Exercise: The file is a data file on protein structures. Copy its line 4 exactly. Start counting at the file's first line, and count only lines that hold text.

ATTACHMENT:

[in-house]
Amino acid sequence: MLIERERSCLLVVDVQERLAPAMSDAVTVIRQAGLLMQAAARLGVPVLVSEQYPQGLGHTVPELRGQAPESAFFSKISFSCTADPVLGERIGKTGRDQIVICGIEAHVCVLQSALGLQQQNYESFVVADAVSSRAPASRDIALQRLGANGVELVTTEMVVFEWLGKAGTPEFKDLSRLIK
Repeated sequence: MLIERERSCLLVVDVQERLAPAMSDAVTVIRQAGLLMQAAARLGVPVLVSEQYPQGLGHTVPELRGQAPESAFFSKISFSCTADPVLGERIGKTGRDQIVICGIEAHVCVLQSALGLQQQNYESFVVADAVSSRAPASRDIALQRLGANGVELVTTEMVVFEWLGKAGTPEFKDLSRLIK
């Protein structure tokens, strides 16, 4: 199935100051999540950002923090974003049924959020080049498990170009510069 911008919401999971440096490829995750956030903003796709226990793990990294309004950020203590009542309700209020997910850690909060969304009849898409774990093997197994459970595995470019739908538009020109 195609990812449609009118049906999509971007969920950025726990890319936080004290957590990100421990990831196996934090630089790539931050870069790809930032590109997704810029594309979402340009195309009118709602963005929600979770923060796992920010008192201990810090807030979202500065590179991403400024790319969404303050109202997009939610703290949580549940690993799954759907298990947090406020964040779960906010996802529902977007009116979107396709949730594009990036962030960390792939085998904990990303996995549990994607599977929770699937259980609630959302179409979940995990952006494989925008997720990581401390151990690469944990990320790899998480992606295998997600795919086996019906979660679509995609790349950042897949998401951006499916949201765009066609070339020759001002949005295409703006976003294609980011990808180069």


């Protein structure tokens, strides 16, 4: 199935100051999540950002923090974003049924959020080049498990170009510069 911008919401999971440096490829995750956030903003796709226990793990990294309004950020203590009542309700209020997910850690909060969304009849898409774990093997197994459970595995470019739908538009020109 195609990812449609009118049906999509971007969920950025726990890319936080004290957590990100421990990831196996934090630089790539931050870069790809930032590109997704810029594309979402340009195309009118709602963005929600979770923060796992920010008192201990810090807030979202500065590179991403400024790319969404303050109202997009939610703290949580549940690993799954759907298990947090406020964040779960906010996802529902977007009116979107396709949730594009990036962030960390792939085998904990990303996995549990994607599977929770699937259980609630959302179409979940995990952006494989925008997720990581401390151990690469944990990320790899998480992606295998997600795919086996019906979660679509995609790349950042897949998401951006499916949201765009066609070339020759001002949005295409703006976003294609980011990808180069």